20 Matching Annotations
  1. Jun 2016
    1. Electronic Beowulf 4.0

      This is the entrance to the edition

    2. The third edition of Electronic Beowulf was an html application on DVD that used a Java applet and JavaScript. When first published, major internet browsers could run the html application on PCs and Macs. However, security problems with Java in Summer 2013 forced all major browsers to disable unsigned Java applets compiled with earlier versions of Java. As it was compiled in 2011, Electronic Beowulf 3.0 was then disabled.

      Security-forced obsolescence

    1. Madden also made many careful facsimiles of damaged sections of the manuscript, revealing what appeared to him the exact state of the manuscript in 1824, long before the leaves were inlaid in their protective frames.

      This is the conclusion of the chapter

    2. When an interleaf contains a note, the O-button on the top menu will be green , and the drop-down menu is live. Click the arrows to open a drop-down menu and gain access to the interleaf or interleaves.

      Another interface code

    3. An 'Edition Search' under 'Apparatus' > 'Early Restorations' > 'Transcripts' includes in its results complete lists of later restorations.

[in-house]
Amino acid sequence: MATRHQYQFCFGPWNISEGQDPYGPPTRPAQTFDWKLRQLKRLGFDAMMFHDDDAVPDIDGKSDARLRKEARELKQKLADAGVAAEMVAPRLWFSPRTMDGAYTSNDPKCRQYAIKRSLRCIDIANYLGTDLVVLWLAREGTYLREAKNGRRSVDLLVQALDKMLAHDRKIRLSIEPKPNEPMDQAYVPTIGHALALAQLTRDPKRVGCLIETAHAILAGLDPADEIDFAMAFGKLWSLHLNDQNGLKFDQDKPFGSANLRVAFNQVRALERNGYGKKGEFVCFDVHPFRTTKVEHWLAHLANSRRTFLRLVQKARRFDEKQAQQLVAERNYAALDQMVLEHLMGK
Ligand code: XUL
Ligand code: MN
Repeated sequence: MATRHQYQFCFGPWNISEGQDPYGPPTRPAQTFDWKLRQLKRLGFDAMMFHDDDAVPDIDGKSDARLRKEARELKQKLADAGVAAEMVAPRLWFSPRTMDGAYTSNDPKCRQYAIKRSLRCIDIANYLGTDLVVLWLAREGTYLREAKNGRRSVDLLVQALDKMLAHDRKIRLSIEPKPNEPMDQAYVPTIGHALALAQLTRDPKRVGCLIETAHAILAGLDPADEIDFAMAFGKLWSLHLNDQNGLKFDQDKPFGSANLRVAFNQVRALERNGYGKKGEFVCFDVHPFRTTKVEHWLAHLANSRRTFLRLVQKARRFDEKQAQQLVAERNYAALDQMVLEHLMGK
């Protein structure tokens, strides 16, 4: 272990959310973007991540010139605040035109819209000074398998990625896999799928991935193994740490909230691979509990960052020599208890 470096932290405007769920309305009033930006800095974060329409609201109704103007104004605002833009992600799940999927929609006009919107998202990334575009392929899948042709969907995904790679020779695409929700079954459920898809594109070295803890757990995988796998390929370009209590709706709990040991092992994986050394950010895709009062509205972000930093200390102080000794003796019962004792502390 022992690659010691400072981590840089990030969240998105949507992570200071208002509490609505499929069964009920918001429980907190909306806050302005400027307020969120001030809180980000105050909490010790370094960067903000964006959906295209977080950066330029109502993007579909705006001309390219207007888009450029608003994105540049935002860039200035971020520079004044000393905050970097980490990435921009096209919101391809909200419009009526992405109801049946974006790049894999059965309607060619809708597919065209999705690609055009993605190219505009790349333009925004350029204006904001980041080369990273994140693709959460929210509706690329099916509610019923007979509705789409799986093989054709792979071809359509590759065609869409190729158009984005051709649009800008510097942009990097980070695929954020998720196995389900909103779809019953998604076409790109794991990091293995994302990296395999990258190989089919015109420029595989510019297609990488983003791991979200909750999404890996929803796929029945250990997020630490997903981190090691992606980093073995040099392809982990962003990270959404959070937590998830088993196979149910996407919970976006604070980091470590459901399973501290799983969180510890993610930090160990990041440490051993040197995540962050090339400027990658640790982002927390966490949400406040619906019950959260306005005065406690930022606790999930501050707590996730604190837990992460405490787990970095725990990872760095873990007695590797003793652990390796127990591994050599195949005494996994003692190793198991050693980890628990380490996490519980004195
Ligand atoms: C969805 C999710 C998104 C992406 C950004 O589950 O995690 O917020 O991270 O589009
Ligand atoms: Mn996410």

More instructions on how to do things.

    4. Humphrey Wanley, who transcribed a few lines of the Beowulf manuscript at the end of the seventeenth century and published them in 1705, is the only source for a few lost letters. At the end of the eighteenth century, Grimur Jonsson Thorkelin and his hired scribe, probably James Matthews, a British Museum staff member, together saved about 2000 letters that were subsequently lost by fire damage as a consequence of the Cottonian Library fire in 1731. John J. Conybeare and Frederic Madden, in the early nineteenth century, produced two collations, which together help test the accuracy of the Thorkelin transcripts and of their own collations.

      No background.

    1. Note on the Text

      This table of contents doesn't reflect the actual document hierarchy: it looks like it is a new document, but it is part of the previous one. Higher up on the TOC, an indent at this level indicates a new document as well.

    2. Digital technology makes it possible to test the paleographical validity of conjectural restorations, to see if a proposed restoration actually fits in the manuscript space. Underlying the folio image is a completely restored text of the palimpsest, with the gaps filled in using the scribe's own letterforms from elsewhere on the folio. To access the digital restorations go to the top menu, click the drop-down folio menu, and choose 'Conjectural Restorations'. A window with an overlay image of the folio opens.

      Doesn't discuss the reconstructions here, just tells you how to access them.

    3. Here it must suffice to say that Julius Zupitza's "freshening-up" hypothesis to explain the highly complex condition of this folio has nothing in its favor. Editors and scholars must abandon it to understand important facts about the history of the text of Beowulf